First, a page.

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My volume control device for my speakers recently decided to stop working so now I am forced to control the volume through purely software means, but my sub-woofer is still a little too loud.

Is there anyway to control the bass and treble under Windows 7? I remember this being a feature under XP but I've looked all over the mixer options and I don't see anything.

Is Windows itself doesn't have this feature, can someone recommend a good third party application?

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Do you have the subwoofer connected separately, or a plain splitter? –  Hello71 Aug 15 '10 at 1:14
    
Plain splitter I think. Cable runs from the soundcard to the sub, which connects to the two satellites. –  James McMahon Aug 15 '10 at 2:50

6 Answers 6

The following directions only work if you have the drivers for your soundcard that support this feature.

  1. Click on the volume control icon near the clock on the taskbar.
  2. Click on your audio output device's icon (probably will be a speaker icon)
  3. In the window that opens, select the Enhancements tab.
  4. Check the box for "immediate mode" then click apply if you want to test your settings as you change them.
  5. Look for an option in the list labeled, "Equalizer" or similar. Check that, then adjust the settings in the bottom half of the window (see the picture below).

Screenshot of the Enhancements tab of the properties for my speakers

As you can see in this screenshot from my computer, this is a function provided by my sound card's drivers (my sound card was made by Realtek), so if you do not see this option, you might be using just basic drivers that come with Windows. If this is the case, look for a Windows 7 driver for your sound card from your computer manufacturer or sound card manufacturer.

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1  
Unfortunately my card does not support this. –  James McMahon Aug 15 '10 at 3:58
2  
But +1 for telling me that icon actually does something –  BrianA Aug 15 '10 at 5:40
    
What sound card do you have? –  TuxRug Aug 15 '10 at 17:20
    
HTO Striker 7.1 –  James McMahon Aug 15 '10 at 20:19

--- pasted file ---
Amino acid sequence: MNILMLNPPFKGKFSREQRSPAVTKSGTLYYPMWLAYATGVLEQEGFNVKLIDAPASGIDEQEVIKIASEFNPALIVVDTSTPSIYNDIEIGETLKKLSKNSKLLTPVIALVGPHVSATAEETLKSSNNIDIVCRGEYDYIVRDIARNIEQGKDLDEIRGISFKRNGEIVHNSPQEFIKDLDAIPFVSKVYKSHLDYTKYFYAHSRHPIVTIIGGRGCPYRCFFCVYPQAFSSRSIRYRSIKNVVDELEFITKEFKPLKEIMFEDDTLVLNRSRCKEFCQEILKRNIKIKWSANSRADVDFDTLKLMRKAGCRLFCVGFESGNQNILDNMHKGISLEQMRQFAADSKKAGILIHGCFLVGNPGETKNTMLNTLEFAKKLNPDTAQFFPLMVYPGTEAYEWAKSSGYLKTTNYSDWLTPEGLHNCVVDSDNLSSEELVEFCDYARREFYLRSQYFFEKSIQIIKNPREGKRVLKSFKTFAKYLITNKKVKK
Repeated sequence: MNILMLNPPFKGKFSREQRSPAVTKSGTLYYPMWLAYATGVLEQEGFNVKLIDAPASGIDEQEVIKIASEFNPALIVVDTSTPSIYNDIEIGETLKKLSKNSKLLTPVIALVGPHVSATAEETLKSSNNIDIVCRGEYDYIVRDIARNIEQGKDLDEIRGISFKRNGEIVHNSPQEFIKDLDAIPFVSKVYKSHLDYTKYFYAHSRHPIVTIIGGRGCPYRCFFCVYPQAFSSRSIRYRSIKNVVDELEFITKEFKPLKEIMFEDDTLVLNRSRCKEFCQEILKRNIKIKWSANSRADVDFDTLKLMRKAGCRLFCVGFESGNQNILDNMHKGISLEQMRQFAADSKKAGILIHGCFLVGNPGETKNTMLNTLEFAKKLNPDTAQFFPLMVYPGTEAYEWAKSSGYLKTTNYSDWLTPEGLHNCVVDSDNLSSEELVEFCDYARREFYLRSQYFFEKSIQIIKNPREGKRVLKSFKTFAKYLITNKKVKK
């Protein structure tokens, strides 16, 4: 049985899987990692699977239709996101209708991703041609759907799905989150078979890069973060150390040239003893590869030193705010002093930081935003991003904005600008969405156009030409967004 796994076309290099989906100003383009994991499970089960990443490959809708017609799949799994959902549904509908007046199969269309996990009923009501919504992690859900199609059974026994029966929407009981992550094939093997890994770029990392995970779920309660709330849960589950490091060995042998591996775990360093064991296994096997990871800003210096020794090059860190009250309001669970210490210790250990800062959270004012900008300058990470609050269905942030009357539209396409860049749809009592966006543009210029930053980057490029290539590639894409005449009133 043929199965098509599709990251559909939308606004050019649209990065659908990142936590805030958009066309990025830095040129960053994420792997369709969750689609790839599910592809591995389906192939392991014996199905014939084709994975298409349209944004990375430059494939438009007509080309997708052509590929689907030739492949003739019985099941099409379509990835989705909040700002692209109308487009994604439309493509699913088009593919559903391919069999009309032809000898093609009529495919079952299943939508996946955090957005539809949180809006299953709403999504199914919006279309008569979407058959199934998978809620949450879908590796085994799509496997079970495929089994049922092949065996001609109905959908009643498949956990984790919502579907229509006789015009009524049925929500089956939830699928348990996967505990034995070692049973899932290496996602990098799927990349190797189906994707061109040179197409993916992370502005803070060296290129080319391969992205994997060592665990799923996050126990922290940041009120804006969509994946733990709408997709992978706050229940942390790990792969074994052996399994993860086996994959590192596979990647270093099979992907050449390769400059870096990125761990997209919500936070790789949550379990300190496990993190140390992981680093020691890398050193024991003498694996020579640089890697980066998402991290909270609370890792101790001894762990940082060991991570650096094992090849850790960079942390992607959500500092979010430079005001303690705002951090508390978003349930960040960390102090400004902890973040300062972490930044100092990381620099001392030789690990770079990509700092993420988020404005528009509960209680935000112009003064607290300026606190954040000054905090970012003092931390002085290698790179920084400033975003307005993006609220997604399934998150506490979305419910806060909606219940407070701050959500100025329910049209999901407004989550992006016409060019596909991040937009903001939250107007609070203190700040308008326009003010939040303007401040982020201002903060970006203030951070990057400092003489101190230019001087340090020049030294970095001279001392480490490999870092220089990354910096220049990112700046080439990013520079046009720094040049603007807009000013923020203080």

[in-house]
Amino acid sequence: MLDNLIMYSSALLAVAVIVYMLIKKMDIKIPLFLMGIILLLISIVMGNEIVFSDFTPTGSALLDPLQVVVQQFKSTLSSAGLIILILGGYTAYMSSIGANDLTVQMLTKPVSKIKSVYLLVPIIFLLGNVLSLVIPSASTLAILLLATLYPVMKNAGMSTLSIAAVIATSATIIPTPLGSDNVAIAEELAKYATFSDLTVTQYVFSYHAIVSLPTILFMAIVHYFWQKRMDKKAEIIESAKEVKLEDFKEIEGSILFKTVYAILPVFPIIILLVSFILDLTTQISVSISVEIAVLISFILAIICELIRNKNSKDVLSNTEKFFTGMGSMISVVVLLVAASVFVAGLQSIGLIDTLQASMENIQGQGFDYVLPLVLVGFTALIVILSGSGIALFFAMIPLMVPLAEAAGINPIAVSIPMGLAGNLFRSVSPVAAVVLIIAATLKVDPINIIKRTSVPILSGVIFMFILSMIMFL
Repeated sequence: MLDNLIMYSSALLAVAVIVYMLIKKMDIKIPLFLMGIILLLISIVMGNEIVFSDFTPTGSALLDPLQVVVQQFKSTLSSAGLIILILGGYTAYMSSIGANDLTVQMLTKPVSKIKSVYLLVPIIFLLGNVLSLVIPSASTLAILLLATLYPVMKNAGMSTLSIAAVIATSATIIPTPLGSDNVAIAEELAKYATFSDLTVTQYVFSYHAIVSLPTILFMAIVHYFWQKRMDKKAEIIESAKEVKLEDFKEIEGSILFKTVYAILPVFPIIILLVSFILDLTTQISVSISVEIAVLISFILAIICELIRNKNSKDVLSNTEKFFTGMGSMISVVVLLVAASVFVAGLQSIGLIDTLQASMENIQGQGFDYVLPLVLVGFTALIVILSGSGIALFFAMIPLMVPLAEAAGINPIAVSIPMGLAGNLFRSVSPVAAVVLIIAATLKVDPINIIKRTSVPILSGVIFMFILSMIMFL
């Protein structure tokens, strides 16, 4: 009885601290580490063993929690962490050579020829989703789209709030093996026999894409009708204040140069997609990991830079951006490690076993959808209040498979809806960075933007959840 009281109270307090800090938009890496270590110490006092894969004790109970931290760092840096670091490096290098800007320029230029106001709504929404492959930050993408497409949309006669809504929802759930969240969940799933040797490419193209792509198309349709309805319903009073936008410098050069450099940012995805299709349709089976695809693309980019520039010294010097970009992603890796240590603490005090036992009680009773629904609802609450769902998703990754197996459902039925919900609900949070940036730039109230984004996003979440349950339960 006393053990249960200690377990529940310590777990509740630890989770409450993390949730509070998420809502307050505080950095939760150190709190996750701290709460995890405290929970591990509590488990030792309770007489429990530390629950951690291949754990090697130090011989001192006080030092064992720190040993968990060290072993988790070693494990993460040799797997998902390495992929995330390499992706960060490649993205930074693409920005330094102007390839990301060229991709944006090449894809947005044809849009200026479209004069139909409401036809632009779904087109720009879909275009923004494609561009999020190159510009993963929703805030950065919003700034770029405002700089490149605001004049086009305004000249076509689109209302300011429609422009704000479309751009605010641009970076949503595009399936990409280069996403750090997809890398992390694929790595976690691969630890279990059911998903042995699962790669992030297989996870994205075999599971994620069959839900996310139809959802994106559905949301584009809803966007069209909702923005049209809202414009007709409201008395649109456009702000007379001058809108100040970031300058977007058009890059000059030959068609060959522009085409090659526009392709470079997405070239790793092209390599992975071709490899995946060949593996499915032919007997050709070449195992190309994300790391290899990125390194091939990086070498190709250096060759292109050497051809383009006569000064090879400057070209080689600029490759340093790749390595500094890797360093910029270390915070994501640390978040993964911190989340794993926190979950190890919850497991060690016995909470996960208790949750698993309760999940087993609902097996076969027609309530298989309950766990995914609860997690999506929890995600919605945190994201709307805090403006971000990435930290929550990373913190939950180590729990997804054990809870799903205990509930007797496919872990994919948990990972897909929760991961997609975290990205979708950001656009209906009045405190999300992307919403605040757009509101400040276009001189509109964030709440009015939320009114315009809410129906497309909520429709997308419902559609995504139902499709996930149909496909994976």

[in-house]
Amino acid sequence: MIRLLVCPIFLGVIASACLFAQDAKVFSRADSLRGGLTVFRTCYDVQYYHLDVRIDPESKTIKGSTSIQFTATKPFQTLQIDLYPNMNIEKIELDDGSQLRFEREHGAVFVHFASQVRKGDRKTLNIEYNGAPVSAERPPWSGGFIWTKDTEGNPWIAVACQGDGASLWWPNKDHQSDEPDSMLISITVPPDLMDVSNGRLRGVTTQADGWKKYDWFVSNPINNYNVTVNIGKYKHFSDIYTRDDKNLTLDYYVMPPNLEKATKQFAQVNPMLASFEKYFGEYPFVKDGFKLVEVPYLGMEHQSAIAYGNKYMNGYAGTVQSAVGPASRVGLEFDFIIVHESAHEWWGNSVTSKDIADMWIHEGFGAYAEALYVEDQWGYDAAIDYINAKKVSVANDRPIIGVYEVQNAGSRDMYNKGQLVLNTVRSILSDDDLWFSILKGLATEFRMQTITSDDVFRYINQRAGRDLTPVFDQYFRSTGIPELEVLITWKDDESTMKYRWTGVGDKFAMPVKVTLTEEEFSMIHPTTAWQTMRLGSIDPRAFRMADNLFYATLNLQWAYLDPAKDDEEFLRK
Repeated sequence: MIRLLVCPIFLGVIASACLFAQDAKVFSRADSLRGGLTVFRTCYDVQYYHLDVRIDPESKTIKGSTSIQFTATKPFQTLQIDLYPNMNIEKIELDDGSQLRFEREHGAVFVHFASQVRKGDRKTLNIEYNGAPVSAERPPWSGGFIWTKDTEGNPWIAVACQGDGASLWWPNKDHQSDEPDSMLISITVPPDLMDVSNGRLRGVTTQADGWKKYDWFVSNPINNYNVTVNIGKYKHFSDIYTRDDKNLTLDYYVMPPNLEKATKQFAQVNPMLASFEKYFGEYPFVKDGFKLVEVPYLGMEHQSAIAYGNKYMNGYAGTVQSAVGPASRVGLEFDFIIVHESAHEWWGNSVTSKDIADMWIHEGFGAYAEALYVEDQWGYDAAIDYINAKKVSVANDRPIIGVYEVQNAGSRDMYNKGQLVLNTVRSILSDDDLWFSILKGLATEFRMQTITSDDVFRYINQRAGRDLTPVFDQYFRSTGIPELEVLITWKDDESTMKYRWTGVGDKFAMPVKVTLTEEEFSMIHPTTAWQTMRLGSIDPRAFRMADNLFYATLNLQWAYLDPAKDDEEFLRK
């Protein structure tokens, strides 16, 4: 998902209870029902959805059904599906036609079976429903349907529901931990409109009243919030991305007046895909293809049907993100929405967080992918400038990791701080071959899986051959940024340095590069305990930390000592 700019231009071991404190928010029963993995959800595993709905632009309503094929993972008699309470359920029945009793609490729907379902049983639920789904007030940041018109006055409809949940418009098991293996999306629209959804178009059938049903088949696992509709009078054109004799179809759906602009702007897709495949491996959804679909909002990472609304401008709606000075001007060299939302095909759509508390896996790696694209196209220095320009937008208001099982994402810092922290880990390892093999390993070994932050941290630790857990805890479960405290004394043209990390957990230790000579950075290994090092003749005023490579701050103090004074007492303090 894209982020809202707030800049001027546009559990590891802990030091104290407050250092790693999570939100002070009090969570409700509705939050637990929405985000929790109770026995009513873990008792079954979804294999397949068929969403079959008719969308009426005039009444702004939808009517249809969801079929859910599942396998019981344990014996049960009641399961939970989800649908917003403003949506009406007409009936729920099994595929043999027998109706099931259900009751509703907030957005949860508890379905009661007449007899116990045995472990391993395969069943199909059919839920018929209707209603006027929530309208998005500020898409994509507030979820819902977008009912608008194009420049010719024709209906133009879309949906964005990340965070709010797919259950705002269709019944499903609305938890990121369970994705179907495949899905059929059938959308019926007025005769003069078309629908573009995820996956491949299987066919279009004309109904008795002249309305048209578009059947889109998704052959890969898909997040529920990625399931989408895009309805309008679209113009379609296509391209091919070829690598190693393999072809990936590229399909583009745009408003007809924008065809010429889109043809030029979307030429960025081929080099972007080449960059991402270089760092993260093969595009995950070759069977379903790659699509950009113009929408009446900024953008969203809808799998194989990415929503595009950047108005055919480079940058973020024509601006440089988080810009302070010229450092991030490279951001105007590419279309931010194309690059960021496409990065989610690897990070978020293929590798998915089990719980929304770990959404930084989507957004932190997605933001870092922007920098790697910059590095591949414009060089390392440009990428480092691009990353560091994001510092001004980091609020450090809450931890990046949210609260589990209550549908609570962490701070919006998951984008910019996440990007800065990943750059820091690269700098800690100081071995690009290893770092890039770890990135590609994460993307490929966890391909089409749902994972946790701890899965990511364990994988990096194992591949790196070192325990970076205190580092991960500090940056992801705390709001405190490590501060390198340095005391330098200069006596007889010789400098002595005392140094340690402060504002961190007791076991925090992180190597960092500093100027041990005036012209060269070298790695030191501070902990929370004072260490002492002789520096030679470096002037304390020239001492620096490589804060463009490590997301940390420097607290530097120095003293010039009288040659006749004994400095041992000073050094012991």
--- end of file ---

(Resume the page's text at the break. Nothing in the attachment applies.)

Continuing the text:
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wow I came back to my computer with this up and sat here like a fool clicking the x button and then ok. –  Chris Marisic May 9 '11 at 0:21
up vote 1 down vote accepted

I ended up redownloading the driver package for my card, as I previously installed just the driver. Once I installed the driver and the software, I could mix down the bass in the equalizer that is part of the software suite for the soundcard.

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  • Open Volume Mixer on your Taskbar.
  • Click on the picture of the speakers, click the Enhacements tab, and select Bass Booster.
  • If you want to increase it more, click on settings on the same tab and select the dB Boost Level.
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RealTime Equalizer:

RTEQ 4 was designed to be an useful utility for processing music files like MP3s or WAVs and for real time adjustment of audio signals from sound card inputs.

Its main purpose is to process the music to suit the users taste. The equalizer achieves this demand by processing the frequency spectrum of the music.

It comes with two versions: a Winamp Plugin and a stand-alone version, which can be used with other players like iTunes or Real Player.

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i just click on the sound in the task bar,it shows the volume and below that i click on mixer when the mixer opens up it gives me two options because i uninstalled win meda player,anyway "literally" click on the speaker icon the picture of the little speaker understand than your Speaker properites will open,then follow Gareth instructions,but you should be able to figure it out now,i use windows 7 an soundcards i dont think has anything do do with it,its windows app works on anything,works for me!

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If you install the proper driver package from the vendor (e.g. motherboard manufacturer would distribute on-board audio device drivers), then the available settings will be substantially increased, which you'll see in the device's properties (which you can get to via system tray the volume controller). Most all offer the ability to set the treble/bass after you have installed the right driver/app suite. There are only a few manufacturers of PC audio cards.

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